Canadian, U.S. and Mexican livestock producer and processor groups, seeking an injunction to block the U.S. government’s latest version of its country-of-origin labelling (COOL) rule, won’t get it from their latest appeal.
The U.S. Court of Appeals, District of Columbia circuit, on Friday affirmed a U.S. District Court ruling last September which rejected the injunction request from the livestock and meat groups. Said groups include, among others, the Canadian Cattlemen’s Association, Canadian Pork Council and, as lead plaintiff, the American Meat Institute (AMI). [Related story]
The groups originally filed for a preliminary injunction last July, pending the outcome of their separate lawsuit against COOL, also filed in July at the District Court.
USDA made revisions to COOL last May, after the rule, in its 2008 form, was ruled out of order by the World Trade Organization’s Dispute Settlement Body (DSB) in 2011 and WTO Appellate Body in 2012, for discriminating against Canadian and Mexican livestock and meat.
Under the May revisions, COOL’s labeling provisions for muscle cuts of meat now require covered products’ labels to include even more specific information about where each of the production steps (born, raised, slaughtered) took place. The new rule also yanked the previous rule’s allowance for commingling of muscle cuts. [Related story]
The appeal court, which heard the groups’ case in January, agreed with the district court that the AMI and co-plaintiffs were “unlikely to succeed on the merits of (their) claims.”
Senior Circuit Judge Stephen Williams, writing for the appeal court on Friday, said the court was “not persuaded” by AMI’s claim that the U.S. Department of Agriculture’s new COOL rule “alters production practices (commingling) over which the COOL statute gives (U.S. Ag Secretary Tom Vilsack) no authority.”
The appeal court also rejected AMI’s claim that the new COOL rule’s tightened requirements for “production-step” labelling were “both outside of and contrary to the plain language of the COOL statute.”
On commingling, the appeal court found the 2013 COOL rule “does not actually ban any element of the production process” but just requires meat cuts to be “accurately labelled with the three phases of production named in the statute,” including where the animal was born, raised and slaughtered or “harvested.”
Changes to meat production under the 2013 COOL rule “are, to be sure, costly for the packers,” Williams wrote, but the new rule doesn’t “force” segregated handling, “except in the sense that compliance with any regulation may induce changes in unregulated production techniques that a profit-seeking producer would not otherwise make.”
Williams also shot down AMI’s claim that the COOL statute only authorizes USDA’s Agricultural Marketing Service (AMS) to require a list of countries of origin, not a breakdown of which production step occurred where.
The statue, he wrote, “ubiquitously invokes distinctions between three phases of production” so the agency’s choice to order production-step labelling “appears reasonable.”
AMI’s claim that making the disclosures required under the 2013 COOL rule “violates its First Amendment rights” (freedom of speech) was also rejected. The rule, Williams wrote, “restricts speech only in the sense of requiring a disclosure” that’s “purely factual and non-controversial.”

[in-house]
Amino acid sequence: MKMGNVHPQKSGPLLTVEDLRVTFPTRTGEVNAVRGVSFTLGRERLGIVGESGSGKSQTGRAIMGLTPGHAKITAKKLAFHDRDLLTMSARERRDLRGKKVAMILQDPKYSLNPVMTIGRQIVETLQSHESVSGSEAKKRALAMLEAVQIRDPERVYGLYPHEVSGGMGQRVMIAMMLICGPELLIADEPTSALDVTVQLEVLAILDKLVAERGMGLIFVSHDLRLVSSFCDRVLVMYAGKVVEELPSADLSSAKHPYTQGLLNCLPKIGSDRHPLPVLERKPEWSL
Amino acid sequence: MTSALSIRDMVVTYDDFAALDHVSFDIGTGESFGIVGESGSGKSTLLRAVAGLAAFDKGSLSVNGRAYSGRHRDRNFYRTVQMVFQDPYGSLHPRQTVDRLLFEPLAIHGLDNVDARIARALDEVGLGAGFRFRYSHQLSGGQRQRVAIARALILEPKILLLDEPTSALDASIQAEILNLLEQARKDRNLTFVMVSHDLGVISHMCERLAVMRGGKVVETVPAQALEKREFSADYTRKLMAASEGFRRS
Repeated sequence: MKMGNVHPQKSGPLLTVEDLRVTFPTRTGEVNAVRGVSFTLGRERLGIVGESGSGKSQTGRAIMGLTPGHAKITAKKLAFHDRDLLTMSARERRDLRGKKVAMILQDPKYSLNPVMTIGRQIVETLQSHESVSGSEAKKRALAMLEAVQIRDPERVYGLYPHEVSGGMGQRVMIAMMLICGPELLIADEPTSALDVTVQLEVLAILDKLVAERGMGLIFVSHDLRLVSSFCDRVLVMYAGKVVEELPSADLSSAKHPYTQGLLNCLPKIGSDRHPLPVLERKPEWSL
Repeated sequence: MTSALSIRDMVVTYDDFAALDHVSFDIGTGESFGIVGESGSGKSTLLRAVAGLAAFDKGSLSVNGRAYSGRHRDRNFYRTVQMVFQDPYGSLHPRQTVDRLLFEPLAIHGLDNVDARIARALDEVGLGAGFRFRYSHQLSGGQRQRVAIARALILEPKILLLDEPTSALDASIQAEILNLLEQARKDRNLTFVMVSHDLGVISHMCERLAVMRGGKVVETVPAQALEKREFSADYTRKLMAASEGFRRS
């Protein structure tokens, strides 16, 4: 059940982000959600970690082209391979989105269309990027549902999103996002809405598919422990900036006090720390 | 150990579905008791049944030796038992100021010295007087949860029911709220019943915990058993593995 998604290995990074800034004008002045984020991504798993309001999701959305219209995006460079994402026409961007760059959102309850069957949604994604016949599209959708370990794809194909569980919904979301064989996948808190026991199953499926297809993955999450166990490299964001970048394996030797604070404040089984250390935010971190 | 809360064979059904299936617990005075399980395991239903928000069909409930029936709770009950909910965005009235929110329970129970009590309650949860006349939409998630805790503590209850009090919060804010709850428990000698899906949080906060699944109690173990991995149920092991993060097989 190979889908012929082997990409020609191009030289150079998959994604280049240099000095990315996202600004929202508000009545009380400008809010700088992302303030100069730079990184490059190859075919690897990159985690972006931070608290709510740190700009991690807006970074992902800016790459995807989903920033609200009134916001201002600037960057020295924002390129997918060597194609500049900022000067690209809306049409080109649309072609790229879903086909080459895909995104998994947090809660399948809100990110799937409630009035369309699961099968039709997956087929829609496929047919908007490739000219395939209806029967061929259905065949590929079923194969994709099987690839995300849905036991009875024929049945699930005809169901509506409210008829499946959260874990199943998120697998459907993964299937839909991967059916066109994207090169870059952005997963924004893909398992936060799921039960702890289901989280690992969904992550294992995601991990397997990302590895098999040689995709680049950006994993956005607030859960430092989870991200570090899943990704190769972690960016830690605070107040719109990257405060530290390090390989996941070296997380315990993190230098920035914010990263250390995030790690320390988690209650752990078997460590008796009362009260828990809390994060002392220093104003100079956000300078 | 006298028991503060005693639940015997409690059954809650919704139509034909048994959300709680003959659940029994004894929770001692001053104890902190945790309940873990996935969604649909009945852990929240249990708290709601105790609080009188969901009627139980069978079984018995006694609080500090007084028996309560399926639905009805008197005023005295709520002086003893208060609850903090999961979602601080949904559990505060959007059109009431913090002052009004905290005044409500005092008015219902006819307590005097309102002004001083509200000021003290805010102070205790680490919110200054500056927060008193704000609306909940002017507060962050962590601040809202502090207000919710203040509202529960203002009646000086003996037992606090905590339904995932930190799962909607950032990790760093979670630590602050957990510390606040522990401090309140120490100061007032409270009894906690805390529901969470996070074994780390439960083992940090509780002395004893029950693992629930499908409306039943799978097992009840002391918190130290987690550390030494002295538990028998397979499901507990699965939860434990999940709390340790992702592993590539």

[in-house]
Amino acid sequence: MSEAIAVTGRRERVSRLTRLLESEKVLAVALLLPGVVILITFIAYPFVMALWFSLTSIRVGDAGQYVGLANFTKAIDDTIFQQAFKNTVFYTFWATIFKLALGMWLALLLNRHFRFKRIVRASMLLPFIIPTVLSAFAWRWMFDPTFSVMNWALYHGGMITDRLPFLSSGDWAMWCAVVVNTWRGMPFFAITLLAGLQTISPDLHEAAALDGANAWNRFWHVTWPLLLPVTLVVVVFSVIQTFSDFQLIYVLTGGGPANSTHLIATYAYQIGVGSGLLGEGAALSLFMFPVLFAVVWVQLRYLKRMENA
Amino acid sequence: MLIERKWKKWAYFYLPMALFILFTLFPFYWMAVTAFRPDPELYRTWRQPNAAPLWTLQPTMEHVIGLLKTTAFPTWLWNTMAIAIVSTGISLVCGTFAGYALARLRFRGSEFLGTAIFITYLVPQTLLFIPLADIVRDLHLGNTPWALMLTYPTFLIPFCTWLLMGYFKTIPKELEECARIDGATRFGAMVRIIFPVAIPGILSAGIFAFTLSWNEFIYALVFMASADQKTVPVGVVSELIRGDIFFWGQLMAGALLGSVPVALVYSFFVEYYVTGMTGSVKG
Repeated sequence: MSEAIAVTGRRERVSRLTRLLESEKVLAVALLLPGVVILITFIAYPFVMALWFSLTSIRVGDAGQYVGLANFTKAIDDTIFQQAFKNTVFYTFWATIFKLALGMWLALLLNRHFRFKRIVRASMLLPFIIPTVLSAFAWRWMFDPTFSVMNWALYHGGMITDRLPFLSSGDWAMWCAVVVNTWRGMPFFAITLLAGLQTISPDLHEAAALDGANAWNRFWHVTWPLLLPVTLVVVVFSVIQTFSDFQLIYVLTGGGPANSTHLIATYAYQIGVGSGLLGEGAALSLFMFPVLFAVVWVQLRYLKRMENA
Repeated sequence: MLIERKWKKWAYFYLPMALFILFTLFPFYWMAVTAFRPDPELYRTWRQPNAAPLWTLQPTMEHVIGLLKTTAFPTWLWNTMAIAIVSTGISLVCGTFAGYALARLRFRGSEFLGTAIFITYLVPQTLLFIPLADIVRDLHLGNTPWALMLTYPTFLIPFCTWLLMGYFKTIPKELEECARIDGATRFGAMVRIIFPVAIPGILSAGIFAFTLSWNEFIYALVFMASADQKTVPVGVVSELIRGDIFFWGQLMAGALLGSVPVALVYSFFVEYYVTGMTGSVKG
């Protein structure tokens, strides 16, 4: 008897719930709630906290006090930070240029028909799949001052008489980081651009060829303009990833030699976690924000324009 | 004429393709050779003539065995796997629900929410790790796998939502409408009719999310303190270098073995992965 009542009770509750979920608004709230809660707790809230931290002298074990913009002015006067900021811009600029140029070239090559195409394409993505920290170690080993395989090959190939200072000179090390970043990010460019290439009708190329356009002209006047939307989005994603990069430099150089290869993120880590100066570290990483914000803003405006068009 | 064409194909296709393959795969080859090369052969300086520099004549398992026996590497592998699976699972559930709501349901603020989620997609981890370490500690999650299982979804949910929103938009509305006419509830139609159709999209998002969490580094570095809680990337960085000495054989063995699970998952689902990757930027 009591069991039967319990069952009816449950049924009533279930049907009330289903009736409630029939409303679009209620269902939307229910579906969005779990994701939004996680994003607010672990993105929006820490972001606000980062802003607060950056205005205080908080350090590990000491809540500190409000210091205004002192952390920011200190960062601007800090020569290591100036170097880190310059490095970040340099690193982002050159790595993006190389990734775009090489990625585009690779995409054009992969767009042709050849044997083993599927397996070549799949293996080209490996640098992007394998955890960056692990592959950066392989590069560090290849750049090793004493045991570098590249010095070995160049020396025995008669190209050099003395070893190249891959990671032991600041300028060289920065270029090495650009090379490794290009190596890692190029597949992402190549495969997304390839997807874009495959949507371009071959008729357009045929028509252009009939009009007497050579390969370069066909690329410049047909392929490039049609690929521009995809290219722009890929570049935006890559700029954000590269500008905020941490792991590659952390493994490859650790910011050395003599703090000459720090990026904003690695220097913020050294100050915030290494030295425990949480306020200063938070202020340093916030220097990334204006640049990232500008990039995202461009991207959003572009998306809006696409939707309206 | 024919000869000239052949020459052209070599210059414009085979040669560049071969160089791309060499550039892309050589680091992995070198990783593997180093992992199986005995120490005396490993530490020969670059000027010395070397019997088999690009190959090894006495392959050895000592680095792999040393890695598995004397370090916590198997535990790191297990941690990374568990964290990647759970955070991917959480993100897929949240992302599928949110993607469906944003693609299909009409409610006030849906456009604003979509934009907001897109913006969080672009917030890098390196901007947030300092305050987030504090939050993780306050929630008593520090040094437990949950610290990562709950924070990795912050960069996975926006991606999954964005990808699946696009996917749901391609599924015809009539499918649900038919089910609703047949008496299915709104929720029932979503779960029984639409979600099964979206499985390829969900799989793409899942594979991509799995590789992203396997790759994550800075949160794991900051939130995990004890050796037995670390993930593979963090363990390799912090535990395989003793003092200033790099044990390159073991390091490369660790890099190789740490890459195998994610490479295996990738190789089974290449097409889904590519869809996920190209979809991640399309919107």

The appeal court, Williams added, can see “non-frivolous values” in the information on COOL-mandated labels, beyond AMI’s claim that the COOL rule “merely satisfies consumers’ curiosity.”
“Obviously (the COOL rule) enables a consumer to apply patriotic or protectionist criteria in the choice of meat,” Williams wrote. “And it enables one who believes that United States practices and regulation are better at assuring food safety than those of other countries, or indeed the reverse, to act on that premise.”
The appeal court, he added, also must consider the “public interest factor” in allowing the U.S. government’s effort to comply with the WTO ruling on COOL to take effect. The court, Williams wrote, is “clearly in a poor position to assess the effects of any noncompliance.”
Apart from the CCA, CPC and AMI, the plaintiffs in the case included the American Association of Meat Processors, National Cattlemen’s Beef Association, National Pork Producers Council, North American Meat Association and Southwest Meat Association, plus Mexico’s National Confederation of Livestock Organizations.
The CCA is “obviously disappointed in the ruling as it means that Canadian beef farmers will continue to lose hundreds of millions of dollars due to the ongoing discriminatory effect of this law on livestock trade,” the association’s director of government and international relations, John Masswohl, said in an email.
Canadian Pork Council chairman Jean-Guy Vincent, in a statement Friday, said the council has been taking part in this court case in the hope that “a more expeditious and effective resolution of the matter could be achieved.”
However, he said, it’s still “essential” that there be legislated change for the U.S. to come into compliance with its WTO obligations on COOL, and the council’s “primary focus” is is for Canada to prevail in its case against COOL before the WTO’s compliance panel.
The Canadian government made its case to the compliance panel last month and a ruling is expected in June, Masswohl noted.
Vincent reiterated that for the U.S. to fail to accept a result favourable to Canada and make WTO-consistent amendments to the COOL measure “could lead to retaliatory tariffs against U.S. exports.” — AGCanada.com Network